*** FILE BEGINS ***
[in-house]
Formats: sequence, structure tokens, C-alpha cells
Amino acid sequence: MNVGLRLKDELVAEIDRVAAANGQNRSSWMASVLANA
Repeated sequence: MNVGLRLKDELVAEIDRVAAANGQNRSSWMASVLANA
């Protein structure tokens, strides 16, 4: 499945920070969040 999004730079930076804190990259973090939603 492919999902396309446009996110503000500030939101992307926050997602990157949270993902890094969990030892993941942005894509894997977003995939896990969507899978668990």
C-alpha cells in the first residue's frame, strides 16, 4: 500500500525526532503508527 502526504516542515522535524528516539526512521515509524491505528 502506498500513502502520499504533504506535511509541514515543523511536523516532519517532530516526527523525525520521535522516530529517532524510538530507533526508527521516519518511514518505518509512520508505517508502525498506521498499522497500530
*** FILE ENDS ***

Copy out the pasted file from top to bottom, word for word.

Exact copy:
[in-house]
Formats: sequence, structure tokens, C-alpha cells
Amino acid sequence: MNVGLRLKDELVAEIDRVAAANGQNRSSWMASVLANA
Repeated sequence: MNVGLRLKDELVAEIDRVAAANGQNRSSWMASVLANA
């Protein structure tokens, strides 16, 4: 499945920070969040 999004730079930076804190990259973090939603 492919999902396309446009996110503000500030939101992307926050997602990157949270993902890094969990030892993941942005894509894997977003995939896990969507899978668990």
C-alpha cells in the first residue's frame, strides 16, 4: 500500500525526532503508527 502526504516542515522535524528516539526512521515509524491505528 502506498500513502502520499504533504506535511509541514515543523511536523516532519517532530516526527523525525520521535522516530529517532524510538530507533526508527521516519518511514518505518509512520508505517508502525498506521498499522497500530